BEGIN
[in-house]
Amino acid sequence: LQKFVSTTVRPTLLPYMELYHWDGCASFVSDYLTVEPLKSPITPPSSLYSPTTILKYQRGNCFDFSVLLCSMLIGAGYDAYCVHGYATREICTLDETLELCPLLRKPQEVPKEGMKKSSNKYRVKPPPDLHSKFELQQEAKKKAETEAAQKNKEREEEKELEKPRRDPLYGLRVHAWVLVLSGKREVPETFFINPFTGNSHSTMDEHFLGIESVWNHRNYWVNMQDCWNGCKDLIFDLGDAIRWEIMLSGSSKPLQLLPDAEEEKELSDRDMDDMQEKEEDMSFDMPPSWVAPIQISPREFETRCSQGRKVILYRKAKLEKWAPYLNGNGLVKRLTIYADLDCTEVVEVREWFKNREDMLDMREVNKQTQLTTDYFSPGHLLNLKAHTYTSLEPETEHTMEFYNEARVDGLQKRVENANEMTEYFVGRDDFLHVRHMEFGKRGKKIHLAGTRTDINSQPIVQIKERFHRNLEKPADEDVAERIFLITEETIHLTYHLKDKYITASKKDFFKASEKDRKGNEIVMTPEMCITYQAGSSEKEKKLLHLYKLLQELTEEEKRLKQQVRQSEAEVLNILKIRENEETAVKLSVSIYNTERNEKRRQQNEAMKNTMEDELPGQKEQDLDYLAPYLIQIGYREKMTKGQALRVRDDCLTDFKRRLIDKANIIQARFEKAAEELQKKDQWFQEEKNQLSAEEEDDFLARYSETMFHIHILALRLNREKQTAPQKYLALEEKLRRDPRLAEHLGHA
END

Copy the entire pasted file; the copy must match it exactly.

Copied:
[in-house]
Amino acid sequence: LQKFVSTTVRPTLLPYMELYHWDGCASFVSDYLTVEPLKSPITPPSSLYSPTTILKYQRGNCFDFSVLLCSMLIGAGYDAYCVHGYATREICTLDETLELCPLLRKPQEVPKEGMKKSSNKYRVKPPPDLHSKFELQQEAKKKAETEAAQKNKEREEEKELEKPRRDPLYGLRVHAWVLVLSGKREVPETFFINPFTGNSHSTMDEHFLGIESVWNHRNYWVNMQDCWNGCKDLIFDLGDAIRWEIMLSGSSKPLQLLPDAEEEKELSDRDMDDMQEKEEDMSFDMPPSWVAPIQISPREFETRCSQGRKVILYRKAKLEKWAPYLNGNGLVKRLTIYADLDCTEVVEVREWFKNREDMLDMREVNKQTQLTTDYFSPGHLLNLKAHTYTSLEPETEHTMEFYNEARVDGLQKRVENANEMTEYFVGRDDFLHVRHMEFGKRGKKIHLAGTRTDINSQPIVQIKERFHRNLEKPADEDVAERIFLITEETIHLTYHLKDKYITASKKDFFKASEKDRKGNEIVMTPEMCITYQAGSSEKEKKLLHLYKLLQELTEEEKRLKQQVRQSEAEVLNILKIRENEETAVKLSVSIYNTERNEKRRQQNEAMKNTMEDELPGQKEQDLDYLAPYLIQIGYREKMTKGQALRVRDDCLTDFKRRLIDKANIIQARFEKAAEELQKKDQWFQEEKNQLSAEEEDDFLARYSETMFHIHILALRLNREKQTAPQKYLALEEKLRRDPRLAEHLGHA